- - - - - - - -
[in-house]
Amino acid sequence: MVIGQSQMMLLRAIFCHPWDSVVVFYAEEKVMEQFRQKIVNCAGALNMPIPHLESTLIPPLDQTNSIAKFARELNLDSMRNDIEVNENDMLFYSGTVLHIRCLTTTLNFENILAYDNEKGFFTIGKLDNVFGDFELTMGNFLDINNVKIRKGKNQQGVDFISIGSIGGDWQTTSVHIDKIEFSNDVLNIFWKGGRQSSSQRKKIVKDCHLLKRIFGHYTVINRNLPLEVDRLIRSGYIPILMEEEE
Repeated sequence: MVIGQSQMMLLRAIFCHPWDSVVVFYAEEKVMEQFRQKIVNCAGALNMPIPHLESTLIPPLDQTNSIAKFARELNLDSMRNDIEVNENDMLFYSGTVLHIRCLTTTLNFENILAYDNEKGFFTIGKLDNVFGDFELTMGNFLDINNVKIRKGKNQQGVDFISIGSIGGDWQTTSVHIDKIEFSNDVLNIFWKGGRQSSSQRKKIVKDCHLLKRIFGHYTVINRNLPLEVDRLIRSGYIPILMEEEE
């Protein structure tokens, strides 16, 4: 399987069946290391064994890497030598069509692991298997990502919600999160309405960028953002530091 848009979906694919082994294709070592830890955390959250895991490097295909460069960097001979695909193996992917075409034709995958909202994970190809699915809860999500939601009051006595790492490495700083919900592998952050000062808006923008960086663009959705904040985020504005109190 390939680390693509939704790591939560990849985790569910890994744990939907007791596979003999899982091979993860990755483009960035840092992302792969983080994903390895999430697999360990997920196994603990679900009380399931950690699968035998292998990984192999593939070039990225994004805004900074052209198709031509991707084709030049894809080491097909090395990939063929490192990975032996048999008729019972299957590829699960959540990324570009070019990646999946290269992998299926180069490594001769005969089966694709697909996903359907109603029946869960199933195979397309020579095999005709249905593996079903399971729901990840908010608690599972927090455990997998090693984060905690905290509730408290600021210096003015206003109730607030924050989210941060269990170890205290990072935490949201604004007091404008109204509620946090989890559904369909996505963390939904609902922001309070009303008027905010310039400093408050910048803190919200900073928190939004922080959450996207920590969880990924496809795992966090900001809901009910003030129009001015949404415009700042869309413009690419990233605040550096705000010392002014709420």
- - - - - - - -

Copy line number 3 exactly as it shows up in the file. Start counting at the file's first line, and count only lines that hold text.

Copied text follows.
Repeated sequence: MVIGQSQMMLLRAIFCHPWDSVVVFYAEEKVMEQFRQKIVNCAGALNMPIPHLESTLIPPLDQTNSIAKFARELNLDSMRNDIEVNENDMLFYSGTVLHIRCLTTTLNFENILAYDNEKGFFTIGKLDNVFGDFELTMGNFLDINNVKIRKGKNQQGVDFISIGSIGGDWQTTSVHIDKIEFSNDVLNIFWKGGRQSSSQRKKIVKDCHLLKRIFGHYTVINRNLPLEVDRLIRSGYIPILMEEEE